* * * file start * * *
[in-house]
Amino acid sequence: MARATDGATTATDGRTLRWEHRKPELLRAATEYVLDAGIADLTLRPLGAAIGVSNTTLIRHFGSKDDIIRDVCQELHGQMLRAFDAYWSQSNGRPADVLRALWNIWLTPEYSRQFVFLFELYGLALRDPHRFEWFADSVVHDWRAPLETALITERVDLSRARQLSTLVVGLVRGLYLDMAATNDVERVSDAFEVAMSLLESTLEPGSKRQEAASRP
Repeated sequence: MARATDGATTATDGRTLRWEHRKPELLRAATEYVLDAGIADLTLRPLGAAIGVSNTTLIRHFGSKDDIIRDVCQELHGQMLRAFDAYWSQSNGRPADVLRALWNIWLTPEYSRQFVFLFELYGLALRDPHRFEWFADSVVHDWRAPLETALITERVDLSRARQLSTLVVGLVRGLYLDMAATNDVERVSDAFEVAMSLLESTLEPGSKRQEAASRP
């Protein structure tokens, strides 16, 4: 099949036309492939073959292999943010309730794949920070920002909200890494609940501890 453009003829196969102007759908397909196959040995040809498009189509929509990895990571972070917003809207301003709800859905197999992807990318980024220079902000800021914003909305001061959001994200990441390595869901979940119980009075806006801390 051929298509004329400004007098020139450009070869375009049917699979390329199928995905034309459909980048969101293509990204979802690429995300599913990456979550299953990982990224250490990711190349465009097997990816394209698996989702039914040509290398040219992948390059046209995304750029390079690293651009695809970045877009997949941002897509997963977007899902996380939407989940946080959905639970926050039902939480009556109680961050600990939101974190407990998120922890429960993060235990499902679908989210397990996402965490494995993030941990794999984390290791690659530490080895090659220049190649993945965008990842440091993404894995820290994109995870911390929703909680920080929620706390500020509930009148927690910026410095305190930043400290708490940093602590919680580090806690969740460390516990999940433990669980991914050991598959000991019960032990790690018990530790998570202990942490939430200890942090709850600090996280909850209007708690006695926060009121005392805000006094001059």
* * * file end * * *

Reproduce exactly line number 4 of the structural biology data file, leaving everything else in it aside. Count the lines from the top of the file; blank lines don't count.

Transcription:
């Protein structure tokens, strides 16, 4: 099949036309492939073959292999943010309730794949920070920002909200890494609940501890 453009003829196969102007759908397909196959040995040809498009189509929509990895990571972070917003809207301003709800859905197999992807990318980024220079902000800021914003909305001061959001994200990441390595869901979940119980009075806006801390 051929298509004329400004007098020139450009070869375009049917699979390329199928995905034309459909980048969101293509990204979802690429995300599913990456979550299953990982990224250490990711190349465009097997990816394209698996989702039914040509290398040219992948390059046209995304750029390079690293651009695809970045877009997949941002897509997963977007899902996380939407989940946080959905639970926050039902939480009556109680961050600990939101974190407990998120922890429960993060235990499902679908989210397990996402965490494995993030941990794999984390290791690659530490080895090659220049190649993945965008990842440091993404894995820290994109995870911390929703909680920080929620706390500020509930009148927690910026410095305190930043400290708490940093602590919680580090806690969740460390516990999940433990669980991914050991598959000991019960032990790690018990530790998570202990942490939430200890942090709850600090996280909850209007708690006695926060009121005392805000006094001059």